Rock soccer patiently waits to step onto pitch

Published by , Date: September 5, 2020

Out to eventually prove last year’s postseason berth was no coincidence, rather the showcasing of a new standard, Slippery Rock University men’s soccer head coach Kevin Wilhelm and his squad have been acclimating to unfavorable conditions.

Due to obligations such as apartments and the inability to switch flights, international players from as far as Australia and Poland began returning to the U.S. as early as July 27. One player in particular, Brazilian midfielder Ale Okuma, a would-be senior, is unable to return to the country due to a travel ban and will re-enroll in January.

Not unlike most others, junior defender Dan Schearer, a team captain, did not at first think that the repercussions of COVID-19 on schooling and sports would last long.

“Still, right now, everything is kind of up in the air because you don’t know how the virus is going to go with people going back to classes,” said Schearer, a 2019 first-team All-PSAC Western Division honoree who has appeared in 35 games in his Slippery Rock career. “But, everybody involved has been communicating to their best ability, and I think the NCAA’s best interest is the athletes being able to play safely and to keep everybody healthy.”

Players spent the summer keeping up with workout programs that Wilhelm sent. Not much has changed since the players arrived back in Slippery Rock, under the ruling that all workouts and meetings are strictly voluntary.

“That basically means that, as a coach, you can’t really supervise anything […] or give any instruction,” Wilhelm said. “We’re also limited, even down on the field, just one-on-one individual training, so there’s nothing we can do as a group that the university’s permitting us to do.”

The team’s first lifting session in months took place on Monday, Schearer said. He estimated that only 15 players are permitted in a group, as long as everyone is wearing masks and equipment remains sanitized.

“We do a morning check-in to see how we’re feeling and get our temperature checked,” Schearer said. “I appreciate the effort that the athletic trainers and the athletic director and the president are putting in to keep us safe, because that’s what is mostly important, obviously. Everybody wants to get on the field and kick a ball around and be competitive, but right now we need to focus on keeping each other safe and just being patient.”

Loss of a preseason, a time in which Wilhelm said a lot of the work is done for the current year and a great deal of evaluation is done as well, has set back planning for future seasons. With nine additions to the roster, he and his staff are unable to judge how the fledgling players mesh with the returners.

“Since May […], when the NCAA put the kibosh on recruiting [by coming out] and saying this is going to be a quiet period,” Wilhelm said. “They extended that until September, so we haven’t been able to go to any events, travel to any tournaments, anything like that, to go see kids perform live.”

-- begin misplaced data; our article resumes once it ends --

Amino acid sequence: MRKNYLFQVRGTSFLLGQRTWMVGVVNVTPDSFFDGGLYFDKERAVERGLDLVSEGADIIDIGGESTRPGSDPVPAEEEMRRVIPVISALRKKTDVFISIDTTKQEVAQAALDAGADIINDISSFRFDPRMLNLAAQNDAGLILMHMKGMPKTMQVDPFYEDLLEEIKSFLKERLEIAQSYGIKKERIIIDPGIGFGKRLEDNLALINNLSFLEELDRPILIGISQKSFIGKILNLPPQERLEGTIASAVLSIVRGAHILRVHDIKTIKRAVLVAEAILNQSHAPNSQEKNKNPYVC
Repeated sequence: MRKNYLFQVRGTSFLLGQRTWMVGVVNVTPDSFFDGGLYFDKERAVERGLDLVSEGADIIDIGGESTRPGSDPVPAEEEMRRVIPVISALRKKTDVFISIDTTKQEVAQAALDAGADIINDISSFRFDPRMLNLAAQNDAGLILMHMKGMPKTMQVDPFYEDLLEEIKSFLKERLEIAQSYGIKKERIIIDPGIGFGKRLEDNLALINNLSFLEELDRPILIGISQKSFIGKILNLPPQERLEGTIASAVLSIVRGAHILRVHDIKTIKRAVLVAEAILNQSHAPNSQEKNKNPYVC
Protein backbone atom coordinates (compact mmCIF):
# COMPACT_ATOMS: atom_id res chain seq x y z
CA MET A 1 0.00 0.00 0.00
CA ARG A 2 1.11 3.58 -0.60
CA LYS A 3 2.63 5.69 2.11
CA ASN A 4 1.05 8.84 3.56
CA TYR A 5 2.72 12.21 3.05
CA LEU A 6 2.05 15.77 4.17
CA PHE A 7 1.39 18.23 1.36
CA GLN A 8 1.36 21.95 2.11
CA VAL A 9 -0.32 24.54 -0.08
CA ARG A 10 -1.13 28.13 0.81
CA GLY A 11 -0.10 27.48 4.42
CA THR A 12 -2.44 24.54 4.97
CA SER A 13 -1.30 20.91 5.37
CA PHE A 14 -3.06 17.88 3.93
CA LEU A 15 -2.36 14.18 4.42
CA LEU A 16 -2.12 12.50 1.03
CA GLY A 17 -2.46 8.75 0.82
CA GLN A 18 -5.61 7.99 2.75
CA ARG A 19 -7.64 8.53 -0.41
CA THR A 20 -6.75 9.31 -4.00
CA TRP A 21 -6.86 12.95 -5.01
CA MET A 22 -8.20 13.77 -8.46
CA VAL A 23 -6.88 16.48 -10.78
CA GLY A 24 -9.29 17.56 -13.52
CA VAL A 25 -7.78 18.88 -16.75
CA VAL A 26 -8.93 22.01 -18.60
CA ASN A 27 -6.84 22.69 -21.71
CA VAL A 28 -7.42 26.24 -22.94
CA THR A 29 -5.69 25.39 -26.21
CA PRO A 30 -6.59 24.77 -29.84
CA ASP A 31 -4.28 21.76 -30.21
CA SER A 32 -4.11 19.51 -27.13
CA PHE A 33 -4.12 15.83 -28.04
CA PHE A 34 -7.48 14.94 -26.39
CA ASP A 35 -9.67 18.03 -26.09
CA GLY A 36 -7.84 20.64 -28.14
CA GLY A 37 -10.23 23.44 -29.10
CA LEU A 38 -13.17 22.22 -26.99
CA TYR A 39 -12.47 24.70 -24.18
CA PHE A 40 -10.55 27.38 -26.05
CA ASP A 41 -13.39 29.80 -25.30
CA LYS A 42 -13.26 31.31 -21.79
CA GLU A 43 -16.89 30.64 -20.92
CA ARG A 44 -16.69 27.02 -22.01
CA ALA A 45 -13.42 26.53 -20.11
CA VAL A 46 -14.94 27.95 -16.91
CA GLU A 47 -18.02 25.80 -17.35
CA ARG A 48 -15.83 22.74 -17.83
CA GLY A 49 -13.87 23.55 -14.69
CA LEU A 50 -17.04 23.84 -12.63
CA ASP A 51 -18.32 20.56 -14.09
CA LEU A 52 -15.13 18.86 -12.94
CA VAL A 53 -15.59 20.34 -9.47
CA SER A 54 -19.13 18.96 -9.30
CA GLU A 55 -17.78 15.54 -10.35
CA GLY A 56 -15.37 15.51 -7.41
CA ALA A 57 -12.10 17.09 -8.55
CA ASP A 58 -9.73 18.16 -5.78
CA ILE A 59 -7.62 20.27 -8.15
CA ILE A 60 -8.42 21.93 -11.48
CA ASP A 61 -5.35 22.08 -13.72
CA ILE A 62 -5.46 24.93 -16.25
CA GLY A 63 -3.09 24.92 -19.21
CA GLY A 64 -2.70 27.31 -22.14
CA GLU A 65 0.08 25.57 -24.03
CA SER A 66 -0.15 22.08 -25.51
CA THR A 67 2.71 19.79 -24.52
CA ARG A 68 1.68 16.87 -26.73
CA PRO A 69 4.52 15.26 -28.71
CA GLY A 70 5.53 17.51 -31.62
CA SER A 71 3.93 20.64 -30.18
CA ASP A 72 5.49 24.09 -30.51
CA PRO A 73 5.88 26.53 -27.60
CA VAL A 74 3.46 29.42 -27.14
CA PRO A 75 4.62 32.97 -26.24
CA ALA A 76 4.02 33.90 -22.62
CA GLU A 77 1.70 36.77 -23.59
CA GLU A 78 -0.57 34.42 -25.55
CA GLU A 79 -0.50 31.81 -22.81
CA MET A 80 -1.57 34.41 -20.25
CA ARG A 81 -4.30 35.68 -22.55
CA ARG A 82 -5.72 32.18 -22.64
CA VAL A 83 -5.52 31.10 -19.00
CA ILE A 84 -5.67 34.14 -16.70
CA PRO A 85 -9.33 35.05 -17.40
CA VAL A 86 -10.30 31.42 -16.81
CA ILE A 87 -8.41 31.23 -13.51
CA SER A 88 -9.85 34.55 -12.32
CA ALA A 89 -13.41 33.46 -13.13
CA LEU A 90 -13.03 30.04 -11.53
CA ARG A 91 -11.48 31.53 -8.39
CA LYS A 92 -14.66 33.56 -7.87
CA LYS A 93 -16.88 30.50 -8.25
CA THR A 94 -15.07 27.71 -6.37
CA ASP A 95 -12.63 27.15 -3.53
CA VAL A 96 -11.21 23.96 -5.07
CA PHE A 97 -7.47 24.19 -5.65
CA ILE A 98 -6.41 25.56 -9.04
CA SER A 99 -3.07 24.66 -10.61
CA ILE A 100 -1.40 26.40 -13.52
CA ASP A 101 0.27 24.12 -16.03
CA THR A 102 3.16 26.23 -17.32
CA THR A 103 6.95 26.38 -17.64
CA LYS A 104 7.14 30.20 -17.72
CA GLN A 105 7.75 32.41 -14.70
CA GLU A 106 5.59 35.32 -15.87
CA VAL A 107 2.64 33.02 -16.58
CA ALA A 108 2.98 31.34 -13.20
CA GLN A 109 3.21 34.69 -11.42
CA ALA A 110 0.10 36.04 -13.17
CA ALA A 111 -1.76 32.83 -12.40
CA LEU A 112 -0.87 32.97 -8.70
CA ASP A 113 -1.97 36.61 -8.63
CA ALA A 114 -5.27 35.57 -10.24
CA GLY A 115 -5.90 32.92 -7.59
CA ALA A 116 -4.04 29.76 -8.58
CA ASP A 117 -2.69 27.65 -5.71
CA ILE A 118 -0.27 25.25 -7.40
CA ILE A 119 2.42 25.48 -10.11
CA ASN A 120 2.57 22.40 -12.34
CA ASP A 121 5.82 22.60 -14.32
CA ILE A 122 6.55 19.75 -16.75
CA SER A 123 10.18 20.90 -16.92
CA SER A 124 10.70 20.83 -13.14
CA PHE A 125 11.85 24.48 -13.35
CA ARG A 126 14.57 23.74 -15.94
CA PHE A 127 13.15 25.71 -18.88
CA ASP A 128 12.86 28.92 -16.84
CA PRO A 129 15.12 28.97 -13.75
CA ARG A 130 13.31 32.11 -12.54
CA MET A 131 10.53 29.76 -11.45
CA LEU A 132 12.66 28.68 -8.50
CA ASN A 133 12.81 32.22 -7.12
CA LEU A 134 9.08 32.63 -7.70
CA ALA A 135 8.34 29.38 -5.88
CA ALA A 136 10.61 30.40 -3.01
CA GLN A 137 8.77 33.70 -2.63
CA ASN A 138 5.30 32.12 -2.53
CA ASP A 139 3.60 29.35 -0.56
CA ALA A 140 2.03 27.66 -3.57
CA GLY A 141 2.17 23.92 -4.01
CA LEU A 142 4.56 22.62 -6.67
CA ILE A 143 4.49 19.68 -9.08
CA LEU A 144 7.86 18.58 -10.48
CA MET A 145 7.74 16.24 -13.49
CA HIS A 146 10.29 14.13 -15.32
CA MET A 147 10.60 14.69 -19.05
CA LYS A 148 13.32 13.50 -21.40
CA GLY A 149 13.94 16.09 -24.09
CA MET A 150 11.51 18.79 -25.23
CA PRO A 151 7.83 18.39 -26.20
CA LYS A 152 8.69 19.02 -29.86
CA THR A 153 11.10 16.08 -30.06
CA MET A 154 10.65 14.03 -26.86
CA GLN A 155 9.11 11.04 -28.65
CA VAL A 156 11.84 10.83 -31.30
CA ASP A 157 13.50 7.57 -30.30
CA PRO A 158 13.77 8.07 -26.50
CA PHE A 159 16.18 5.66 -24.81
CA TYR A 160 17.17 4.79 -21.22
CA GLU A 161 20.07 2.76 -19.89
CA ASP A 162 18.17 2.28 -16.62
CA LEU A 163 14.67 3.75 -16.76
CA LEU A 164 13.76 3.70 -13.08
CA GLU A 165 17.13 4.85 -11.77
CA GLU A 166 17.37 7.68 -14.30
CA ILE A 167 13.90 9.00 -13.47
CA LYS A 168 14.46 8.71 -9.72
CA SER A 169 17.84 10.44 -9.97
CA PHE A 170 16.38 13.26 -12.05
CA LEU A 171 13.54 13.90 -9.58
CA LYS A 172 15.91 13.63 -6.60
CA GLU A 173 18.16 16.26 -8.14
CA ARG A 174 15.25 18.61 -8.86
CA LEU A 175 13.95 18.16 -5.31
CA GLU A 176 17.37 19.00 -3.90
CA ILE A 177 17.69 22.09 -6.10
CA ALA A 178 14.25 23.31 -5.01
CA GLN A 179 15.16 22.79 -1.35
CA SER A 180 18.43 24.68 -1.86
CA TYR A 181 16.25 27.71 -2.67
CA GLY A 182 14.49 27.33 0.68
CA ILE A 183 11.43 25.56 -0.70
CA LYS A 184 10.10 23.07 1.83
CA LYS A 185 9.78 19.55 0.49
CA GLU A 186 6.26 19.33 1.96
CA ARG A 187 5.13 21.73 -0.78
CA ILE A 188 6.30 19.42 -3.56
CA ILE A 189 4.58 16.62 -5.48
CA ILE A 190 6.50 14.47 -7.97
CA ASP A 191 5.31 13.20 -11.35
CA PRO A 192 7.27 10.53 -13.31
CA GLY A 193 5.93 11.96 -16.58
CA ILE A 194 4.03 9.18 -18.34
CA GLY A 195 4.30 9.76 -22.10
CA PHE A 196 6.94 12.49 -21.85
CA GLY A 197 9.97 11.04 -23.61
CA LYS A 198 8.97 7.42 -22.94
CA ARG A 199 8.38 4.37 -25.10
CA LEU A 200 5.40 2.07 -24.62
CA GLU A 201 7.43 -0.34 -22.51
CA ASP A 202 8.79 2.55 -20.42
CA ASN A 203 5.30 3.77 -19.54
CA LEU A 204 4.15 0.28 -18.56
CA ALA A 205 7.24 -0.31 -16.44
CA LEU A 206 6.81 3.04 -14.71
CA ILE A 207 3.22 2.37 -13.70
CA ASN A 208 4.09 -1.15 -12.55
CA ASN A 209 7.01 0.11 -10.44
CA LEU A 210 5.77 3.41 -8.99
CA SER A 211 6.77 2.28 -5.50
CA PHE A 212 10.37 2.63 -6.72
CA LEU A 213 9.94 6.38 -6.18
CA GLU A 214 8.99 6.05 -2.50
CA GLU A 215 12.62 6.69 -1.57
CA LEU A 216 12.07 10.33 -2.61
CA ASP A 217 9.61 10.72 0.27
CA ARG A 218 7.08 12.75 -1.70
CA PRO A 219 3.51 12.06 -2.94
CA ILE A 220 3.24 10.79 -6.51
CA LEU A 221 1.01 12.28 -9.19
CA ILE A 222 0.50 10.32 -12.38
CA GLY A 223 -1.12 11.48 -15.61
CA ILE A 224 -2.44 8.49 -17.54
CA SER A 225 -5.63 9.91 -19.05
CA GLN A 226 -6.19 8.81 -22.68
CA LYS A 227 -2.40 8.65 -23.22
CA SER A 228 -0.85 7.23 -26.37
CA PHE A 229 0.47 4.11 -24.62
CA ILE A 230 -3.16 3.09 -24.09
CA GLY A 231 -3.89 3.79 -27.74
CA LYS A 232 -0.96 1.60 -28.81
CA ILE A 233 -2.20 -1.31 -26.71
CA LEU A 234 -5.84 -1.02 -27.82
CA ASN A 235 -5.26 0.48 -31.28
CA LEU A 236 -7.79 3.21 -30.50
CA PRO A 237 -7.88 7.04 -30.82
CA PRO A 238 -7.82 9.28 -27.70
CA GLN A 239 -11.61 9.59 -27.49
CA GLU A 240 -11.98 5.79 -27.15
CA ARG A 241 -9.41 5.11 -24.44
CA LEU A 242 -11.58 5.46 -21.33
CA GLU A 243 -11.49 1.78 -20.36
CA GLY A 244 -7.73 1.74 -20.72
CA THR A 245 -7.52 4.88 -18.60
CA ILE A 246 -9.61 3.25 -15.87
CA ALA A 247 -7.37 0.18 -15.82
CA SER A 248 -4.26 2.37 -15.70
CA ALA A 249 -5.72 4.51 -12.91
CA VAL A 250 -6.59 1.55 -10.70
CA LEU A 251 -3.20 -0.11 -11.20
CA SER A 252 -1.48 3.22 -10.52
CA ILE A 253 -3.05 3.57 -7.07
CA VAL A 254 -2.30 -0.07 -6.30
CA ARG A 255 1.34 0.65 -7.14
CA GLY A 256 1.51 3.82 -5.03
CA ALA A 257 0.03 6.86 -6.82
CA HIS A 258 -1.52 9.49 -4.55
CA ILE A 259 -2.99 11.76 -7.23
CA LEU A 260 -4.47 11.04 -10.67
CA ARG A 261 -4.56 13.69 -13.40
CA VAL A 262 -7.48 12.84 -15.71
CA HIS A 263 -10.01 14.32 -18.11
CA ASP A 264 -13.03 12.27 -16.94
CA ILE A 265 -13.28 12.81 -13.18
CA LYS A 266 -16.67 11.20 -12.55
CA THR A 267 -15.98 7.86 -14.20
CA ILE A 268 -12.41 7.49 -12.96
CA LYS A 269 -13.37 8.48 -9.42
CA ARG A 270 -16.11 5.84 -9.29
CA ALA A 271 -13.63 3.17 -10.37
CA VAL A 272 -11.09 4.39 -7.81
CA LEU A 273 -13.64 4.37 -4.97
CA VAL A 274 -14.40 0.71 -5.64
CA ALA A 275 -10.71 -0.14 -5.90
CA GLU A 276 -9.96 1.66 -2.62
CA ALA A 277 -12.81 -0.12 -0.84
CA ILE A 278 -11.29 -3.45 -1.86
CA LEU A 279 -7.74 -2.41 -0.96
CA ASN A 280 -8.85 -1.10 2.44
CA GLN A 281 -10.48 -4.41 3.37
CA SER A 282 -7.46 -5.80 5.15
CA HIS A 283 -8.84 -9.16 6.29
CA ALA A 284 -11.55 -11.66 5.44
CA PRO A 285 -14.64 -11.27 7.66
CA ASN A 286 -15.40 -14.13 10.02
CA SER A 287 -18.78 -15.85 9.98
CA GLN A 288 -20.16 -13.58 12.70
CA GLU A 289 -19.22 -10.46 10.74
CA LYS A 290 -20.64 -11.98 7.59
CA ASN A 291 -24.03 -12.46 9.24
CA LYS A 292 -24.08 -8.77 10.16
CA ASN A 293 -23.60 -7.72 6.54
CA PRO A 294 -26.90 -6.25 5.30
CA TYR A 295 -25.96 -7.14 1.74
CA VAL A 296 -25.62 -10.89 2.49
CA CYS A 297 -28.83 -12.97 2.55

Also not permitted are the school’s summer and fall ID clinics, which allow Wilhelm to bring in prospective student-athletes and evaluate their skills firsthand.

Though he admits he can not be overconfident, Wilhelm said that, on paper, this year’s class of rookie players appears to be even better than the last. Schearer, having had the experience of playing alongside scorers like Alejandro Fernandez and Ramses Minaya, agrees.

“The recruiting class he brought in [last season] was just stellar,” Schearer said. “From what I’ve seen kicking the ball around with a couple of guys or seeing film, he did it again.”

As far as an office standpoint, Wilhelm said, a ton of time was spent on doing things that never came to fruition. After the PSAC tentatively whittled teams’ schedules down to 14 games for the season, Wilhelm scoured for four non-conference opponents to fill the calendar. When it was announced that playing fields would be barren this fall, he passed the time composing a team training program that was deemed useless in the first week of August.

“Each time one of these big changes happen,” Wilhelm said. “The domino effect is hours upon hours of recalculating.”

If the season is to take place this year, Wilhelm said he has heard from the NCAA that, as long as a team does not play more than 50% of its normal schedule, players will not lose a season of eligibility. As such a decision would not count scrimmages or postseason play, there has also been talk of expanding the conference’s playoff tournament to sneak some extra games.

“It probably helps the [underclassmen] out significantly,” Wilhelm said. “For the guys that are set to graduate here coming up in May, it’s probably too late for them to change anything and it probably doesn’t make much economic sense for them either to be a full-pace student just to stay around one more semester to play a sport.”

As for what players do in their free time, the head coach will not meddle. However, the team has been told that the university’s COVID-19 policies have become part of team rules.

“If it’s against the university policy, then it’s against our team rules and will be enforced as a team rule,” Wilhelm said. “We reinforce the ideas that putting yourself in situations like that can be dangerous not only to you, but to the person standing next to you.”

From a player standpoint, Schearer made it known that he and other team leaders discourage anything that could end up further pushing back the season.

“Ultimately, we want to play,” Schearer said. “You don’t want to be the one contributing to reasons why we have to wait longer and longer and longer […] The self-discipline that goes into this fall is going to determine who wins the PSAC next spring.”


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